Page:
Study pointing to decline in seal pups spurs renewed call to end controversial hunt

Steve Mertl
National Affairs Contributor
Daily Brew

The annual seal hunt off the East Coast each spring always brings a spasm of protest but expect this year's hunt to attract more than the usual attention.

A new study that says climate change-induced thinning of the sea ice has increased the death rate of Harp seal pups is making international headlines.

A story in Britain's Guardian newspaper on Friday said Canada is facing fresh calls to shut down the commercial seal hunt.

"The kind of mortality we're seeing in eastern Canada is dramatic," said researcher David Johnston of Duke University's Marine Lab. "Entire year classes may be disappearing from the population in low ice years. Essentially all of the pups die."

The research found that satellite records revealed that since 1979, ice cover has declined by as much as six per cent every decade. According to the federal Department of Fisheries and Oceans, up to 80 per cent of seal pups born in 2011 may have died because of the lack of ice.

"Harp seals have evolved to rely on stable winter sea ice as a place to give birth and nurse their young until the pups can swim and hunt on their own," said the International Fund for Animal Welfare, which co-authored the study. "The new study is the first to demonstrate that all four harp seal breeding areas _ not just those in the Northwest Atlantic _ are being affected by deteriorating ice conditions."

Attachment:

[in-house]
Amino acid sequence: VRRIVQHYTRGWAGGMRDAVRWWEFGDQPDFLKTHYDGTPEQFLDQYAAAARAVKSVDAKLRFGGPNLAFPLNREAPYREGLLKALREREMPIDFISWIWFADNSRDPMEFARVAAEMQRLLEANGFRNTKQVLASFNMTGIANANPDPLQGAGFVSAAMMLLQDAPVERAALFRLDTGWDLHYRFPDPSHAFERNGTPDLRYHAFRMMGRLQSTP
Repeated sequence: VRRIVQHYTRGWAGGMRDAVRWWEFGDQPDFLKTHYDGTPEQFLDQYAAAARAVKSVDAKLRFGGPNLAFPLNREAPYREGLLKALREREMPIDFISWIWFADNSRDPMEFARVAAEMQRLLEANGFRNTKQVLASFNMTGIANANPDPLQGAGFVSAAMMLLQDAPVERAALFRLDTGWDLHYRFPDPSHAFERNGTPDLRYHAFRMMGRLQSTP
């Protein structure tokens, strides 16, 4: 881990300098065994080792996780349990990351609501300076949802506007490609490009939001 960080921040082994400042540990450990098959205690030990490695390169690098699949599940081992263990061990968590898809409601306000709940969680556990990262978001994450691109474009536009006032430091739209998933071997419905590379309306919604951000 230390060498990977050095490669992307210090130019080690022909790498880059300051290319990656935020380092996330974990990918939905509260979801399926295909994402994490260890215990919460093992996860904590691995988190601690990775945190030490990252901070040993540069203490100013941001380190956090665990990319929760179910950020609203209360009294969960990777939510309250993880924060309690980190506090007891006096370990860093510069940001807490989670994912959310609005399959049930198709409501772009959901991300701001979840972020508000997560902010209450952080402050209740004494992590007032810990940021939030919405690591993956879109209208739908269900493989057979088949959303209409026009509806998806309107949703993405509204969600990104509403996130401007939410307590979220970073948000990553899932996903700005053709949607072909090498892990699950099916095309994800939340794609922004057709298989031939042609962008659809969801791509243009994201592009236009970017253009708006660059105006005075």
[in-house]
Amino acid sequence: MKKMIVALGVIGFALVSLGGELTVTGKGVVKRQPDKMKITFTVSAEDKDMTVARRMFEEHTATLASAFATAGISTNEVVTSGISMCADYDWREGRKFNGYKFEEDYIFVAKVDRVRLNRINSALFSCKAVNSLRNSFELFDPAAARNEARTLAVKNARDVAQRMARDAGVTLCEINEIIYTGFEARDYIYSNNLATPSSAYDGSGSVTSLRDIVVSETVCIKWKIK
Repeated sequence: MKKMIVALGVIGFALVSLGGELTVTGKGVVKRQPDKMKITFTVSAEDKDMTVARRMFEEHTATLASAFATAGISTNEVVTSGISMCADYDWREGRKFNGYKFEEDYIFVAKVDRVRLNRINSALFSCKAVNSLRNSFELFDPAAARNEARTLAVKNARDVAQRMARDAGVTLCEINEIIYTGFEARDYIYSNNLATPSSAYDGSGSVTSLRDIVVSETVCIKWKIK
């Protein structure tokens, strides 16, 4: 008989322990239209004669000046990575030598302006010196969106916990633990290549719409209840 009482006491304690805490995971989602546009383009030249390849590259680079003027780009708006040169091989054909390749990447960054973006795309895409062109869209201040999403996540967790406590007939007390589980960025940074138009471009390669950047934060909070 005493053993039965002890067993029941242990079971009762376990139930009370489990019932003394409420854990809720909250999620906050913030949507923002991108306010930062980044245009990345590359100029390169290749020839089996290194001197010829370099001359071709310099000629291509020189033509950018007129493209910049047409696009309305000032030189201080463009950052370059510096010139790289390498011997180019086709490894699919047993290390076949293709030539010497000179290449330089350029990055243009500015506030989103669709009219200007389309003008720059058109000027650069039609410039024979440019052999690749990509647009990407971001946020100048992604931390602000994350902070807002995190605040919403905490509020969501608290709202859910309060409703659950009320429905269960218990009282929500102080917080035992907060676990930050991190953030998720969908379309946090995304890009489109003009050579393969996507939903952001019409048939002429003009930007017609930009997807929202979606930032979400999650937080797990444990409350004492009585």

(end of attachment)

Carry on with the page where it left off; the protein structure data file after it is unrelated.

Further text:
The fund said one federal fisheries scientist has recommended a reduction in the hunt quota for this year, but that is not enough. Canada should work towards abolishing the commercial seal hunt, compensate the hunters and retrain them for other jobs, it said.

"There is no justifiable reason for it to continue, and all the reason in the world why it should end," the group said.

The annual seal hunt has been an international sore spot for Canada for decades. The European Union has banned harp seal products, except for those from Inuit sources and Russia recently banned the import of harp seal pelts, the Guardian reported.

The hunt regularly attracts protesters who venture onto the moving ice to confront the seal hunters, who are mainly from Newfoundland and Labrador. Sir Paul McCartney and then-wife Heather Mills famously were photographed posing with a baby seal on the ice a few years ago.

But Canada has staunchly defended the hunt as an important part of Newfoundland culture and an income source for participants, while insisting it's much more humane than in the past.

Seal hunter Jack Troake of Twillingate, N.L., who's ventured on the ice since 1952, told Postmedia News he's witnessed changes to ice conditions and seal populations but isn't convinced reduced ice is exclusively to blame for the decline of pup numbers.

"It's not that I don't give a rat's ass (about ice levels)," Troake said. "There is something drastically wrong with the harp seals, I can tell you that, but I don't think it's because of ice conditions. These animals are pretty smart and cagey and they'll go off until they find the proper ice."